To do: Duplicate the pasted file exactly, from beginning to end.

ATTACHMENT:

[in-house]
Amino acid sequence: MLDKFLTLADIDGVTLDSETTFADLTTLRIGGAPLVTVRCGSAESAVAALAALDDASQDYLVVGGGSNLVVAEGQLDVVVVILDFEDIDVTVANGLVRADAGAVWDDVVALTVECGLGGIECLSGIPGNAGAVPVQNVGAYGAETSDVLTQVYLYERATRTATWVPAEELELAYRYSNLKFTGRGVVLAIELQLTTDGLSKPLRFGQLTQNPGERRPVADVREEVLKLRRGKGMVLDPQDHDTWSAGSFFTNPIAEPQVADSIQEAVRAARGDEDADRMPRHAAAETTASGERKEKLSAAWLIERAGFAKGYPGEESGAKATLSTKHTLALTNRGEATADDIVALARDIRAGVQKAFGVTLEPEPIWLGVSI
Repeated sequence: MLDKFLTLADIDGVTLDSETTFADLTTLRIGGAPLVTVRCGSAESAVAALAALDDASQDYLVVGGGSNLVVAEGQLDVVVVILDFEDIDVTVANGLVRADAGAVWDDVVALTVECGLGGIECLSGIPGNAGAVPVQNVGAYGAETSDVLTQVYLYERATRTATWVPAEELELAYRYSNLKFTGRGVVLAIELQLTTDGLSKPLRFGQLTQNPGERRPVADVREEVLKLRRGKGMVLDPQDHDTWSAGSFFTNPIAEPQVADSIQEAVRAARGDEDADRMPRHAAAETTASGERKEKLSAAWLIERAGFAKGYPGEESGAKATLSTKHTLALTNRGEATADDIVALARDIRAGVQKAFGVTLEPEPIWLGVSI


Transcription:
[in-house]
Amino acid sequence: MLDKFLTLADIDGVTLDSETTFADLTTLRIGGAPLVTVRCGSAESAVAALAALDDASQDYLVVGGGSNLVVAEGQLDVVVVILDFEDIDVTVANGLVRADAGAVWDDVVALTVECGLGGIECLSGIPGNAGAVPVQNVGAYGAETSDVLTQVYLYERATRTATWVPAEELELAYRYSNLKFTGRGVVLAIELQLTTDGLSKPLRFGQLTQNPGERRPVADVREEVLKLRRGKGMVLDPQDHDTWSAGSFFTNPIAEPQVADSIQEAVRAARGDEDADRMPRHAAAETTASGERKEKLSAAWLIERAGFAKGYPGEESGAKATLSTKHTLALTNRGEATADDIVALARDIRAGVQKAFGVTLEPEPIWLGVSI
Repeated sequence: MLDKFLTLADIDGVTLDSETTFADLTTLRIGGAPLVTVRCGSAESAVAALAALDDASQDYLVVGGGSNLVVAEGQLDVVVVILDFEDIDVTVANGLVRADAGAVWDDVVALTVECGLGGIECLSGIPGNAGAVPVQNVGAYGAETSDVLTQVYLYERATRTATWVPAEELELAYRYSNLKFTGRGVVLAIELQLTTDGLSKPLRFGQLTQNPGERRPVADVREEVLKLRRGKGMVLDPQDHDTWSAGSFFTNPIAEPQVADSIQEAVRAARGDEDADRMPRHAAAETTASGERKEKLSAAWLIERAGFAKGYPGEESGAKATLSTKHTLALTNRGEATADDIVALARDIRAGVQKAFGVTLEPEPIWLGVSI